Last week, when news broke that Archegos Capital's Bill Hwang was arrested for massive, multi-billion market manipulation, we joked that the infamous Tiger Cubs - the echo chamber of groupthinking hedge funds spawned by Julian Robertson - was calling Bill Hwang to find out who his travel agent is...
Tiger cubs calling Bill Hwang to find out who his travel agent is
-- zerohedge (@zerohedge) April 29, 2022
... because once their LPs got whiff of their underperformance for 2022, it would get from bad to disastrous for the so-called "smart money."
They (and we) didn't have long to wait, because this morning Bloomberg reported that the latest scorecard for the biggest "tiger" of all, Tiger Global, had performed just as badly as expected, suffering a catastrophic plunge in April when it dropped another 15%, bringing its loss in 2022 to 44%. Tiger Global's long-only fund was hit even worse, tumbling 25% last month and extending its drop for the year to 52%. Yes, one of the world's most respected "hedge funds" has lost more than half of its value in 4 months!
A spokeswoman for the firm, which managed $35 billion across its hedge, long-only and crossover funds at the end of last year and now manages much, much less, declined to respond to Bloomberg requests for comment.
Tiger Global, founded ironically in 2001 in the depths of the post dot-com bubble, is heading for its worst year ever and is driven by the record crash in fast-growing tech companies which have driven the firm's gains, and which are coming down now faster than they went up. In April, the Nasdaq 100 fell 13%, its biggest monthly slump since 2008.
Chase Coleman's firm, riding on the back of the Fed's relentlessly growing balance sheet, had long been one of the hedge fund world's "best performers" although it now appears that it was all just a function of Fed liquidity and very little talent.
Tiger Global's long-only fund was hit even worse, tumbling 25% last month and extending its drop for the year to 52%: BBG An entire generation of traders has no idea what to do when Fed isn't bailing their ass out
-- zerohedge (@zerohedge) May 3, 2022
Through 2020, Tiger Global's annualized returns at the hedge fund were more than 20%, with just two down years. But last year's 7% decline has been followed by this year's losses, performance which prompted an unusual note of contrition in an investor letter last month.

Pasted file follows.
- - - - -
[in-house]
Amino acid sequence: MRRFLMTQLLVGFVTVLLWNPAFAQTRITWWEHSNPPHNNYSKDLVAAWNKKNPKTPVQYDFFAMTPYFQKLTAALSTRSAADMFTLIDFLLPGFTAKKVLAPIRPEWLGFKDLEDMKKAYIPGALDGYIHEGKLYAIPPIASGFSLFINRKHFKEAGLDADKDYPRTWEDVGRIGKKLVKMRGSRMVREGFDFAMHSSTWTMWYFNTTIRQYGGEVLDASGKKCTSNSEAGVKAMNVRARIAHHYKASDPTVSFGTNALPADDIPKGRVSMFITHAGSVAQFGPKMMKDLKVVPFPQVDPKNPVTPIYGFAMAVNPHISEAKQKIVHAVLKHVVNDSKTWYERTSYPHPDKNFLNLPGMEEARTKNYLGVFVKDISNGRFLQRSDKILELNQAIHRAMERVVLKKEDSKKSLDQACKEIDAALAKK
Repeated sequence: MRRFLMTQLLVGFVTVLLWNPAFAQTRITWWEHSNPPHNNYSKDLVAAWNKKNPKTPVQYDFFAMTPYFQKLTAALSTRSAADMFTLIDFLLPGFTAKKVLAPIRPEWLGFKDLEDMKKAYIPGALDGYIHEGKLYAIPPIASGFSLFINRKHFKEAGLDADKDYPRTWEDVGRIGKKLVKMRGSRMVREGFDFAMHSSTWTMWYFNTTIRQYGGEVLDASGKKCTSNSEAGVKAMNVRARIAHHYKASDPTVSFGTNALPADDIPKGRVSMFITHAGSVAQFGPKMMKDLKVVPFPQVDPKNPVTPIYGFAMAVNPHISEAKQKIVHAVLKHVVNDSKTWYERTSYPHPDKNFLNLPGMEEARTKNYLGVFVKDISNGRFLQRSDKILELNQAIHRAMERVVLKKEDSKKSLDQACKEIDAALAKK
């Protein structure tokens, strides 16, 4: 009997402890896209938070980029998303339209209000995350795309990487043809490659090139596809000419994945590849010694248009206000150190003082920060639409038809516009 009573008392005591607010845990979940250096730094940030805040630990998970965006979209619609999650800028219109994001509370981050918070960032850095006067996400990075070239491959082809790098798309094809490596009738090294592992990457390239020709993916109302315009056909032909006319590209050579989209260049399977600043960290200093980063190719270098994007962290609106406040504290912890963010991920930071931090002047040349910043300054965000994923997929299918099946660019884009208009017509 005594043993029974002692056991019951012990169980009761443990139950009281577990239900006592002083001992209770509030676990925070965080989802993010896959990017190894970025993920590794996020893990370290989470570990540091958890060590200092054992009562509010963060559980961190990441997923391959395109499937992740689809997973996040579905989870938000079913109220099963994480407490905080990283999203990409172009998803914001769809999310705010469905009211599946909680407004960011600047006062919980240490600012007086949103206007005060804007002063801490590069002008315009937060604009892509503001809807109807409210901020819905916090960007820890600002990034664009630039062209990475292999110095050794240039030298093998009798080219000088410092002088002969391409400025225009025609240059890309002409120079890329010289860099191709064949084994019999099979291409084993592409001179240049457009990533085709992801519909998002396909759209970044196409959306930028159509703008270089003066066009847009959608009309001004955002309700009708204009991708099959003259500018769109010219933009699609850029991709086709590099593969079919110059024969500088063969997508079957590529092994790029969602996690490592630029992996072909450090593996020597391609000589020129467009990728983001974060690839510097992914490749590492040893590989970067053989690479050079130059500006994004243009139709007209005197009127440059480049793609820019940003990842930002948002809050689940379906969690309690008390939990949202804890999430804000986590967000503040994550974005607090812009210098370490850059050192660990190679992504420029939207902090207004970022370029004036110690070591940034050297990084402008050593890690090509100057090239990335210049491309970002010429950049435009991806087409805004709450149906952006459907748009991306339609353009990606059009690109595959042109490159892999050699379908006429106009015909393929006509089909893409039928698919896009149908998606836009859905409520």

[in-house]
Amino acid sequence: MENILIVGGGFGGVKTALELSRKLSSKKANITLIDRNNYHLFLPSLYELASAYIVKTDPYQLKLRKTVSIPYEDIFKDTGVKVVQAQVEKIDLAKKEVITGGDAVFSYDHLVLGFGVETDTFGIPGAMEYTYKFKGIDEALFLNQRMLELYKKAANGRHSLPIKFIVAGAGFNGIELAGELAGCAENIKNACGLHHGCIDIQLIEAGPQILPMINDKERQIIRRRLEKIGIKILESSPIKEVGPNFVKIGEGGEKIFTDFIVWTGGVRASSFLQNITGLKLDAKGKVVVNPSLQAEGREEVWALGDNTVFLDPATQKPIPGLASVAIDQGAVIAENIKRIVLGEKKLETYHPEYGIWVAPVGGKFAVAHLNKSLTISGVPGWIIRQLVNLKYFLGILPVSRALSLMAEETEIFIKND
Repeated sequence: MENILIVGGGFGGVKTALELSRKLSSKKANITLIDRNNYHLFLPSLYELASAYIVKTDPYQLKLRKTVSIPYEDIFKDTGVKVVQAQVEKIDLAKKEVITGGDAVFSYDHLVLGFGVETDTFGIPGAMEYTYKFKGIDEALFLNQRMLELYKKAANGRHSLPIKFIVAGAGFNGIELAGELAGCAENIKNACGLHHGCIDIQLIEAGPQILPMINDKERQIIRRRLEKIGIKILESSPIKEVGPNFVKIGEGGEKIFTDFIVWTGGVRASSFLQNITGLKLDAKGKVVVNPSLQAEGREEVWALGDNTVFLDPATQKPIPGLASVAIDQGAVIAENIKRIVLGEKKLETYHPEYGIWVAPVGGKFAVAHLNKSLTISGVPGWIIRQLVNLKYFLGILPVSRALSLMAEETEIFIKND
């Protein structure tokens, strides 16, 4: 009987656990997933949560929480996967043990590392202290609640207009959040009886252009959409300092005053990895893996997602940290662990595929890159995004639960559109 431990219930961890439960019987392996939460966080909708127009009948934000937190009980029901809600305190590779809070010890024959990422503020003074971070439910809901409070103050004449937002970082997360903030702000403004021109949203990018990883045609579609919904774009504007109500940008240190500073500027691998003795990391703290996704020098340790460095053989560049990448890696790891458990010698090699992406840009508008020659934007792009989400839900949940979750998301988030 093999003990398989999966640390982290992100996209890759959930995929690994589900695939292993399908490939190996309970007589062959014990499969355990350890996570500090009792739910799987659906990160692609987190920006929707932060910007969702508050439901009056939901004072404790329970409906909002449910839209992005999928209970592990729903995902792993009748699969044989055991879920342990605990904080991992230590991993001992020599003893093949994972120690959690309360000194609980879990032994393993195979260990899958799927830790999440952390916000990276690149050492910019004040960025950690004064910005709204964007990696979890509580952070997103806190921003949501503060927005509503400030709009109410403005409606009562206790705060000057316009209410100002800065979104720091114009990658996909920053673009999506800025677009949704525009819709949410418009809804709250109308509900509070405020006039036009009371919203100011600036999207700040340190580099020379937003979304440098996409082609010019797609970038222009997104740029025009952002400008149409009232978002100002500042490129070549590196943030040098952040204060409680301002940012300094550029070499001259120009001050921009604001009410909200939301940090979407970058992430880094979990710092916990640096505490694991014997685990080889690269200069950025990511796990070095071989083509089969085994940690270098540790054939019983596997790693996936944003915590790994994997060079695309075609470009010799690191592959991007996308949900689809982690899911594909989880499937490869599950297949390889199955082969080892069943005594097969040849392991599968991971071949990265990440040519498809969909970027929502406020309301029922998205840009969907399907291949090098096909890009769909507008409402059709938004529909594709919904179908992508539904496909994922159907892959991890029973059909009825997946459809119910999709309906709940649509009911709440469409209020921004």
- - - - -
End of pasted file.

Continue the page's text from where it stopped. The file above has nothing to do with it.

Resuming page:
"In this moment, we are humbled, but steady in our conviction and confident about the go-forward opportunity," the firm wrote after revealing a 34% drop in the first quarter. "We are reassessing and refining our models using all the inputs available to us."
Blah blah blah. Here is all you need to know to explain Tiger's rise and fall.
Another way of putting it comes from fellow billionaire Mike Novogratz who tweeted that Tiger Global has a long way to go before it hits its high water market.:
Tiger Global needs to make 79% to get back to HWM. That's the bitch about losses. Lose 44 percent and its 79 back to flat. The Calvary isn't coming this time either. It's a tough year. We will see many restructurings.
-- Mike Novogratz (@novogratz) May 3, 2022
And speaking of "fall" - and fail - and unreachable high water marks, it will come as no surprise that as Tiger was crashing, so was Gabe Plotkin's Melvin Capital, and according to the NY Post, the fund which has become a joke among Wall Street traders, lost another 3.3% in April, taking the fund's year to date drop to 23.3%.
Melvin's continued implosion comes just as Plotkin suggested two weeks ago he would return investors their capital at the end of June and then allow them to reinvest in the beginning of July. As we reported then, Plotkin said he would try to scrap his fund's high water market and instead of making investors whole, would demand performance fees of potential clients, including those who previously lost money with him. According to reports, Plotkin said he would keep the new fund small -- under $5 billion and focus on shorting stocks.
"Melvin's CEO who made $800 million in 2020 lost me even more money in April and wants to make himself more fees?" one investor told the NY Post. "Shameful, disgusting, horrible behavior."
Melvin was down 21% in the first quarter, but investors told The Post they were hopeful Plotkin would turn it around. The email to investors that Plotkin's most recent bets pushed the hedge fund even deeper into the hole was met with anger.
"These people suck," the investor said, slamming Melvin.
After speaking to investor, Plotkin said he realized his suggestion to shut down Melvin was "tone deaf" and wrote that he was sorry: "I got this one wrong. I made a mistake. I apologize."
Of course, as the Post notes, his lifestyle is unaffected by his recent losses, and the Steve Cohen protege is still holding onto the beachfront home he bought in 2020.
"Plotkin should sell his $44 million Miami Beach home after losing all of us so much money… rather than charging us more fees," the investor fumed.